New York City isn’t the only place experiencing this trend. States with the highest tax burdens—such as California, Illinois, and New York—are all losing residents, The Epoch Times reports.

“The evidence is clear that competitive tax rates, thoughtful regulations, and responsible spending lead to more opportunities for all Americans,” notes the Rich States, Poor States report by the American Legislative Exchange Council (ALEC) and the Laffer economic analysis team.

The ALEC/Laffer report compares the economic progress of states based on factors influenced by state policy. The Economic Performance Ranking calculates a state’s economic prospects based on three factors: state gross domestic product, absolute domestic migration, and non-farm payroll and employment. The study identifies New York as the state with the worst economic outlook in 2020—a rank the state has held since 2014. Utah ranks first and has done so for the last 13 years.

The report documents the significantly higher tax burdens in states such as New York, Illinois (ranked 47), and California (ranked 46). Residents and businesses in the best-ranked states—such as Utah, Wyoming, Idaho, and Indiana—enjoy lower taxes and less government regulation. The states that gained the most population in the last ten years include low-tax Texas and Florida, the report notes.

“These states provide a pro-business environment, better tax policy, and more economic competition,” says Jonathan Williams, a coauthor of the ALEC/Laffer report. Still among the states losing residents are high-tax New York, Illinois, New Jersey, Vermont, and California.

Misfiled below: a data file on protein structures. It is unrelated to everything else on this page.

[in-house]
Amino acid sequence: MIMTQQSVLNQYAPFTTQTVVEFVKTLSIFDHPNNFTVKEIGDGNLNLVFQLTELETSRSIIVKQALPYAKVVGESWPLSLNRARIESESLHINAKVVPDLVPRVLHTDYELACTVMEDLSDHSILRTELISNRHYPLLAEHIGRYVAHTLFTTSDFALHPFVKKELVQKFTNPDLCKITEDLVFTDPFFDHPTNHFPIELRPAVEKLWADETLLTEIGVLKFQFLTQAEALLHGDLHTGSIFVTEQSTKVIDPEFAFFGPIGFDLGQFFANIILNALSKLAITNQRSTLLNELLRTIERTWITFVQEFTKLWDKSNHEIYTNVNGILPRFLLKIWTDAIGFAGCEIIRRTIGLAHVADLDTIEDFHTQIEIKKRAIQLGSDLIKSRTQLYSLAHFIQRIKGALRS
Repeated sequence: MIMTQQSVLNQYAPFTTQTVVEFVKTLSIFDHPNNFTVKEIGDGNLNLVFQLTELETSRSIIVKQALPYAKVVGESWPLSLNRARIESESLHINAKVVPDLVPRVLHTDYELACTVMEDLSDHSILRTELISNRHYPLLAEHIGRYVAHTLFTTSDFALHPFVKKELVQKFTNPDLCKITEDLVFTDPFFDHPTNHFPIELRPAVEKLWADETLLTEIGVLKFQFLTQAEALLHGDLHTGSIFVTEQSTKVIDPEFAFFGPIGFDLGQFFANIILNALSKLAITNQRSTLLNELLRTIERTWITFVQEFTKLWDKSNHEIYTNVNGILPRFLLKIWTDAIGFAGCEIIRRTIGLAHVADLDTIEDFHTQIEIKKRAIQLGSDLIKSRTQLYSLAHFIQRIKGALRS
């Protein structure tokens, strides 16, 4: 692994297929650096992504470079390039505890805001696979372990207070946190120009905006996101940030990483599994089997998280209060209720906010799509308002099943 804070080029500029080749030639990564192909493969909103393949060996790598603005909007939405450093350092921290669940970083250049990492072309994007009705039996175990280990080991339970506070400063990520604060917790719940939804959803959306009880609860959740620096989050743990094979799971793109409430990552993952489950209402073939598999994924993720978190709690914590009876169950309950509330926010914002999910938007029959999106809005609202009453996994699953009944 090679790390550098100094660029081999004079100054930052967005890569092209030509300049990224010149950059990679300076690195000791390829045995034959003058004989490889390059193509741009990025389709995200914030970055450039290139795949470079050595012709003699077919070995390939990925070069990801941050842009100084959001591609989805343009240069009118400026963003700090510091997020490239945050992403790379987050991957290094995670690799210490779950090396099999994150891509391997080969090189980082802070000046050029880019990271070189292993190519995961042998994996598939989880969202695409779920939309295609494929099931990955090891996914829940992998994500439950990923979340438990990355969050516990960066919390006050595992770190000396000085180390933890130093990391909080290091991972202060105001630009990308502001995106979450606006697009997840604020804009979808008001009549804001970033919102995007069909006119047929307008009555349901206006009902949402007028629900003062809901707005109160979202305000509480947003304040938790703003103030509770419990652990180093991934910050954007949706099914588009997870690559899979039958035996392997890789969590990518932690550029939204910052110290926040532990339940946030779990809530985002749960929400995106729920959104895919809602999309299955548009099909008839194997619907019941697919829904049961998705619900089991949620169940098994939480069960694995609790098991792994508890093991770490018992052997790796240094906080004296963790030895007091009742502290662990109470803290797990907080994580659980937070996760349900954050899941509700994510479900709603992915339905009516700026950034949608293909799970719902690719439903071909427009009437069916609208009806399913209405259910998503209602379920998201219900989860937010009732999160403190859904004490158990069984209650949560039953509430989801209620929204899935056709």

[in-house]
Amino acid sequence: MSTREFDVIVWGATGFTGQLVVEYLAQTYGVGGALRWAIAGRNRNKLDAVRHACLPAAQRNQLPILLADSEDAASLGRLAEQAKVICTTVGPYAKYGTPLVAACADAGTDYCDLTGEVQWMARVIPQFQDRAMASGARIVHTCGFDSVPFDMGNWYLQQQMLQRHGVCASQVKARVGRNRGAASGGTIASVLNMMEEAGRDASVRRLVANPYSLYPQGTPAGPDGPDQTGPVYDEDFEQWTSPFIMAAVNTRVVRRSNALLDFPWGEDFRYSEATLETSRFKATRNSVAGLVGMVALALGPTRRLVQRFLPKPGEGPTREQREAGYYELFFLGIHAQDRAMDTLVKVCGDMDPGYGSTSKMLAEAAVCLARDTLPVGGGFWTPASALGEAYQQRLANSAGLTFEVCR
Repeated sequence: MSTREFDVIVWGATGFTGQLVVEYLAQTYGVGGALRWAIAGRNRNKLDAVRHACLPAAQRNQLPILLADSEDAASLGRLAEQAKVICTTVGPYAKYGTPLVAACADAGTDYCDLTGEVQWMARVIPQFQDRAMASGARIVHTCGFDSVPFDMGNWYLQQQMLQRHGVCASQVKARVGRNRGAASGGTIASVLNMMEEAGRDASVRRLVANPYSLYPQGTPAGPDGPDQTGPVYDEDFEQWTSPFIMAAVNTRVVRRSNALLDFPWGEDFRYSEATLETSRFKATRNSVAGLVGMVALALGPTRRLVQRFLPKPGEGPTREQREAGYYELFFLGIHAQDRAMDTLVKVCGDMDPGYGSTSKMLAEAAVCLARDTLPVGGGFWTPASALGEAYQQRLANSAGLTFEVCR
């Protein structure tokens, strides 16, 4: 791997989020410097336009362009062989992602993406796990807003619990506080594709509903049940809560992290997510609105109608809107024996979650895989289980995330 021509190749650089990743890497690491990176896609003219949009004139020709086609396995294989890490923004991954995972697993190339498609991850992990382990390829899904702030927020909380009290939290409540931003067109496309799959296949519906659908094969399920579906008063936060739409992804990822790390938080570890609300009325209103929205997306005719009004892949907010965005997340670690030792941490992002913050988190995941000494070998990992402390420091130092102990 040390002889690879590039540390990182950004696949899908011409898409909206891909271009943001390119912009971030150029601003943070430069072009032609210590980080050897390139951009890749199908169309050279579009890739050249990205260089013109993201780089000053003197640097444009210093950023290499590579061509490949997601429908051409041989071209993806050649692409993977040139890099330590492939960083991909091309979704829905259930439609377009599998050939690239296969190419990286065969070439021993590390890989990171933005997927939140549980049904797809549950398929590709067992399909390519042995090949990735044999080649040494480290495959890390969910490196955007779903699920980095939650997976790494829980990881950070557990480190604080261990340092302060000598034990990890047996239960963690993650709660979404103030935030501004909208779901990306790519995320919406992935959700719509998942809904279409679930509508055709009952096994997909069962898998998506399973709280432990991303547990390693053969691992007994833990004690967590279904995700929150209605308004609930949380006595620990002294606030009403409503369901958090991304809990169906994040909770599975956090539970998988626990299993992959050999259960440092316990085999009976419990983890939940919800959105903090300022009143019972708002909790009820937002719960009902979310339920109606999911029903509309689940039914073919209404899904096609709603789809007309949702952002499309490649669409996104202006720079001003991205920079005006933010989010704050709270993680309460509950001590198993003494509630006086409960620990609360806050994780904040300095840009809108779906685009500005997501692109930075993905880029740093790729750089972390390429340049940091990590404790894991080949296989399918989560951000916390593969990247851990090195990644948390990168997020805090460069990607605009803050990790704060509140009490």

“New York is the most expensive city in America,” writes Kristin Tate in an opinion piece for The Hill. “Its lower-cost neighborhoods are riddled with crime and homelessness.”

“What’s happening in the Big Apple is a microcosm of what’s happening in the nation’s blue states, cities and towns,” Tate writes. “New York, Los Angeles, Chicago—the places where power and capital have traditionally congregated—have become so over-regulated, so overpriced and mismanaged, and so morally bankrupt and soft on crime that people are leaving in droves.”

States with high taxes are generally not working on cutting them but instead are proposing further increases, notes economist Arthur Laffer, a coauthor of the ALEC report. Despite losing 1.3 million residents between 2009 and 2018, New York continues to maintain the highest tax rates in the country.

“Government spending is taxation,” Laffer told FOX News. “Government doesn’t create resources. … They redistribute resources. Whenever the government spends $1 trillion, it takes $1 trillion from workers and producers. … We need free markets more than ever.”

About Eileen Griffin

Eileen Griffin writes from Richland, Washington.

Photo: (Photo by Mostafa Bassim/Anadolu Agency via Getty Images)